It’s at least a partial answer to a question posed for months by technologists working around state and local government: President Donald Trump announced that rural broadband improvement will play a role in his $1 trillion infrastructure package.
Trump said the proposal, which will be revealed “very shortly,” will “promote and foster, enhance broadband access for rural America.” The initiative would address one of the nation’s gaping digital divides — 39 percent of rural Americans today lack access to broadband speeds that meet the federal definition of a 25 Mbps download speed, according to 2016 data from the Federal Communications Commission. Support in the Republican-led Congress for the overall infrastructure package remains spotty, however, and details are scarce about the broadband portion.
The announcement, which comes amid the president’s five-day exploration into how the administration seeks to “modernize” government, was later praised by FCC Chairman Ajit Pai, who said the plan “holds great promise” for job creation in rural areas.
“We have to make sure American farmers and their families, wherever they may be, wherever they may go, have the infrastructure projects that they need to compete and grow,” Trump said Wednesday in a speech at Kirkwood Community College in Cedar Rapids, Iowa,
In comments to reporters before the speech, Agriculture Secretary Sonny Perdue said, “We think we ought to have the same push to have broadband connectivity all over the country because in the 21st century it is just as important as a telephone, water, sewer, roads. It has become an infrastructure of necessity.”
A leader from WTA, a national trade organization representing roughly 340 rural telecom companies and cooperatives, told StateScoop the group was “elated” by the announcement.
Derrick Owens, WTA’s vice president of government affairs, said he’s not seen the infrastructure proposal, but in meetings on Capitol Hill has heard that rural broadband provisions would likely be included.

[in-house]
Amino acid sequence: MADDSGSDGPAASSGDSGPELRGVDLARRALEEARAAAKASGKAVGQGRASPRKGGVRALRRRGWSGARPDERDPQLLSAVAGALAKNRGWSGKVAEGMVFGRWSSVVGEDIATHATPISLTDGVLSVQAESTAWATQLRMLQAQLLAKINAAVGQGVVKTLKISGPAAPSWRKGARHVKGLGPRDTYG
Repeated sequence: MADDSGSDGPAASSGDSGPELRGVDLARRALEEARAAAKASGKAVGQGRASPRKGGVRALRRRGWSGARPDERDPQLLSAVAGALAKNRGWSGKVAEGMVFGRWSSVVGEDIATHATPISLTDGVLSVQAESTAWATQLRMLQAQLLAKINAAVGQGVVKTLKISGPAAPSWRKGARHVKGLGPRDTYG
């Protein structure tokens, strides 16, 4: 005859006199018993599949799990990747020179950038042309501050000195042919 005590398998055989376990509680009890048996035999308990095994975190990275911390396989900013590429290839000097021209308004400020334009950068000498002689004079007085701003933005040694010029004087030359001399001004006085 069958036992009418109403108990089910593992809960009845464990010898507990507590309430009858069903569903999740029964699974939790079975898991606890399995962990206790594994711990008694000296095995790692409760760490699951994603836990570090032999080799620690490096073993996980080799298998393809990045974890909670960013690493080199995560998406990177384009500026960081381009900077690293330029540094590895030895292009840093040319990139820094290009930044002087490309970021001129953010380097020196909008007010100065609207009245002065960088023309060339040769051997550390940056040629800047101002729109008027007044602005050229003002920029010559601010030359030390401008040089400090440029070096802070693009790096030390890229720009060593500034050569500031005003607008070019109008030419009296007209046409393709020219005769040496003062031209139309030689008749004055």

In rural service areas as large as the state of Maryland, Owens said, there can be a few as 500 to 4,000 customers, which can make building infrastructure expensive.
Rural broadband deployments today rely heavily on the Universal Service Fund, a system of fees and subsidies that originated in 1934 to ensure universal phone service in underserved areas. In 2013, the FCC’s Connect America Fund initiated comprehensive reforms to USF and its intercarrier compensation systems to further assist with connectivity in rural areas.
What rural broadband development needs most, Owen said, is more budget dollars, but also more funding funneled through USF.
Permitting holdups, particularly in the Western states, Owens added, create additional barriers to broadband deployment.
“Hopefully with an infrastructure proposal there are ways to streamline that process, so that it doesn’t take months for these companies to be able to deploy broadband through or around these federal lands,” Owens said. “You already have land that’s been disturbed for, say, a highway, and yet you still have to go back and do additional environmental surveys and assessments and things like that before you can actually put in fiber along an existing route.”
Owens also said rural operators would benefit from reform of the federal estate tax, known colloquially as the “death tax,” which can arise as a financial burden for rural broadband organizations attempting to maintain ownership of family-owned operations across generations.
In the nation’s most poorly connected states, rural access is a contentious issue. West Virginia Senate President Mitch Carmichael was fired from his position with Frontier Communications for supporting a bill the company was lobbying against. The now state law makes it easier for cities and rural communities to form cooperatives and compete with large internet service providers.
Inclusion of new resources or programs to support rural broadband will depend on the approval of president’s overall infrastructure package. Opposition to the package has come from Democrats and Republicans alike in recent months.
Among common criticisms of the program is one that the “$1 trillion package” includes only $200 billion in government spending, with the remainder planned to come from unnamed private investors incentivized by loans and grants. Lifting restrictions on tolls on interstate highways and opening rest areas to private investment are among the creative funding ideas proposed so far.
Chuck Schumer of New York, the Senate Democratic leader, spoke against the infrastructure plan earlier this month, saying the tolls would be primarily shouldered by middle-class Americans, while institutions without similar funding opportunities, like schools, would be left behind.
U.S. Sen. Jerry Moran, a Republican from Kansas, has objected to elements of the plan, including the proposed privatization of the nation’s air traffic control system, which he said would hurt all but the largest airports.
In the days following the initial announcement of the infrastructure package, White House officials relayed confidence the program would be supported by Democrats and shunned by Republicans for its price tag. And while some of the latter has come to fruition, Democrats have almost universally rejected the plan, in January going as far as to deliver to the Trump administration their own $1 trillion infrastructure plan that they said would create 15 million jobs in 10 years. The White House never responded to that plan, the AP reported.